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/ By Maya Yarowsky /
What does it take to break into the male-dominated startup world, found an internationally-recognized startup and lead it to a $145 million exit only a few years later? Well, according to many, it helps if your name is Dr. Michal Tsur.
Co-founder of Cyota, the online security firm that sold for millions in 2005; current president and co-founder of Kaltura, an open source video platform that partners with big names like AT&T, Disney and ABC; and board member of various other successful startups, it’s safe to say that Michal Tsur has kept her hands full.
In an interview with NoCamels, Tsur shared her secrets to making it in the tech business while juggling family, cross-continent living, staying in shape – and without ever having the slightest knowledge about coding.
Curing boredom with a startup!
Most people make it out of university with one degree (hopefully), but Tsur managed a whopping three: one in law, one in economics and one in maths – and all from Ivy League institutions. You may be asking yourself, “Ok, so she’s a genius, but where does the tech part come in?” Well we asked her the same thing.
“I got involved in the tech world by accident. I was finishing my doctoral degree in game theory application at NYU and I decided that the academic world wasn’t fulfilling enough for me. That’s when a good friend approached me and said ‘Hey, let’s start a startup together.’”And that, according to Tsur, is when it all began.
This friend, who happens to be Ben Enosh, a well-known name in the (bio) tech industry even before Cyota, approached Tsur in 1999, just as the first dot-com boom was unraveling. Then, joining a startup as a founder or an investor was a huge risk because “the startup world was still in diapers.”
Yet the power of friendship inspired Tsur to take the leap and along with the now Economics Minister, Naftali Bennett and another friend named Amir Orad, the foursome created Cyota.
Before we tell you about Cyota’s big exit, it is probably worthwhile to know that Tsur entered the startup world with no knowledge of coding or any of that “nerdy” business, “I’ve never written code so I would say that there are different roles that you can play in organizations and mine would probably be understanding their business requirements.”
Tsur’s ability to understand what organizations need is what she’s good at, and it shows in her latest startup, Kaltura, which acts as a “privatized” YouTube for universities, entertainment companies and major corporations.
“Women can have it all”
In 2005, Cyota was acquired by RSA Security for $145 million, which may not seem so grandiose in today’s terms (with Facebook buying up startups a billion dollars a piece), but was pretty astounding at the time. Despite that, Tsur is not sure the moment was ripe to sell: “The acquisition itself was obviously a great thing, but in retrospect, we probably sold too early because we could have built a big, or the biggest, anti-fraud and security company. We were a little tired and everyone wanted to move in different directions.”
A change of pace would seem natural for Tsur, seeing as she was only 25 when Cyota was founded in 1999, and was then ready to start her family. Tsur married Eran Shalev, the “intellectual historian”, as he terms it, a professor of history at the University of Haifa.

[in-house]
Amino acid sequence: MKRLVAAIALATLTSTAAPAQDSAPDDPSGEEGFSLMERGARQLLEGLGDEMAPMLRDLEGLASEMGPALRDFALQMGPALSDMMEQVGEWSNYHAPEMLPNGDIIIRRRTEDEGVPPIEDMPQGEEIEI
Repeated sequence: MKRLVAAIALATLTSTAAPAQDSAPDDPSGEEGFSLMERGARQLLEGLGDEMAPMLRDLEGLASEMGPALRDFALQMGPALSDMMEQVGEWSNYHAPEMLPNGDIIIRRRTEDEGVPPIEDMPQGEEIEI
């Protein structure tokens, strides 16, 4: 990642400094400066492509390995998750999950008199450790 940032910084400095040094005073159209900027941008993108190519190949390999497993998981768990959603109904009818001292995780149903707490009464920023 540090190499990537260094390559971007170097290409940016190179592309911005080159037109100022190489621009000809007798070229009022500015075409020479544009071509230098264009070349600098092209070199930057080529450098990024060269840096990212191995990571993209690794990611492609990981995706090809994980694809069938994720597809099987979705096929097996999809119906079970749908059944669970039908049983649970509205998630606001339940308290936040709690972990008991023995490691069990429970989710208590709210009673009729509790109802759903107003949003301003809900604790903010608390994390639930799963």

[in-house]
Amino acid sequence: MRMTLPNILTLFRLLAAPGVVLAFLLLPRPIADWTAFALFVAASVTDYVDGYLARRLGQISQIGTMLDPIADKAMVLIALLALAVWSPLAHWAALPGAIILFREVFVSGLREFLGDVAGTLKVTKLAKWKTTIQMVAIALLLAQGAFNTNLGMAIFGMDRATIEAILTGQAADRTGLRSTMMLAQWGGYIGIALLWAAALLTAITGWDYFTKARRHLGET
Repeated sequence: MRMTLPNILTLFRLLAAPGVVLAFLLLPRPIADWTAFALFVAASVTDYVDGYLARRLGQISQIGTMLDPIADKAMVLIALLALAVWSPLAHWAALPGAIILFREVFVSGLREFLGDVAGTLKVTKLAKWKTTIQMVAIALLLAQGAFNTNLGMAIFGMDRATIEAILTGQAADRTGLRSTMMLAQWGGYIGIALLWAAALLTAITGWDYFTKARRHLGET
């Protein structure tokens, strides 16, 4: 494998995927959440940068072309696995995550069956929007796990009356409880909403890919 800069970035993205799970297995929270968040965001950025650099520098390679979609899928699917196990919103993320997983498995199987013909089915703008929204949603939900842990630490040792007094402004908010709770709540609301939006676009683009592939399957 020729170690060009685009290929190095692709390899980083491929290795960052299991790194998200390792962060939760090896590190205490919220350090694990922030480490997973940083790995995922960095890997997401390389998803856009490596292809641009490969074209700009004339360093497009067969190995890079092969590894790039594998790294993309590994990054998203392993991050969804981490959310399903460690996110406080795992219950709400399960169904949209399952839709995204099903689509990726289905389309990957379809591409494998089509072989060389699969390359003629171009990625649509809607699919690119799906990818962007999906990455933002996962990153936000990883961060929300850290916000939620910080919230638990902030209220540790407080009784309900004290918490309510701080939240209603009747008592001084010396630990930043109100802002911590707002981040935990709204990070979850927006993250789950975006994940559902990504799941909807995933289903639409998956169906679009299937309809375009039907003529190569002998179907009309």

But instead of slowing down her pace, Tsur trippled it (at least), with three births and the launch of Kaltura. Tsur says the startups seem to coincide with major chapters in its founders’ lives. “While Cyota and its aftermath saw a wave of weddings, Kaltura has seen a baby boom!”
Tsur’s first shining moments as a woman in high-tech came during the sale of Cyota, when she, the most degree-decorated of the bunch, became the face of the company in a number of business interactions.
Yet she does not believe that she received special attention for being a woman in a field dominated by men: “At Cyota we were all really young so my gender was never really an issue, but in general I think that it all depends on the people leading the organization and to what extent they are family-friendly in their approach.” Tsur believes that such supportive values continue to be present at Kaltura, where there are three “C-level” positions held by women as well as various other middle management positions.
Still, Tsur never rests on her laurels. She did her post-doctoral fellowship at Yale Law School in the Information Society Project, where her research focused on open-source data and memetics. She has also taught courses in game theory and business planning at a number of leading Israeli universities, has done research for a major Israeli think tank and has clerked for the Supreme Court. When she has free time (the idea that she has any free time baffles me), Tsur likes to keep up her triathletic skills and to swim.
Although Tsur’s accomplishments definitely set her apart from the bunch (I’m breaking into a sweat just writing this), she believes that tech is the ideal place for women with every kind of lifestyle. “Tech is less bureaucratic, more equal in the way that businesses distribute tasks, and more open to partnership and sharing. There is also a good degree of personal flexibility if you are able to manage your time right and, although it might be tiring at times, I really do believe that women can have it all in high-tech if they want.”
Splitting her time between Israel and New York, her demanding profession and three kids, Tsur may have discovered the Holy Grail of female professionalism in tech, or she may just be one of those rare female specimens (see Facebook CEO Sheryl Sandberg’s polemical new book “Lean In: Women, Work, and the Will to Lead) who manage to somehow make it all look effortless.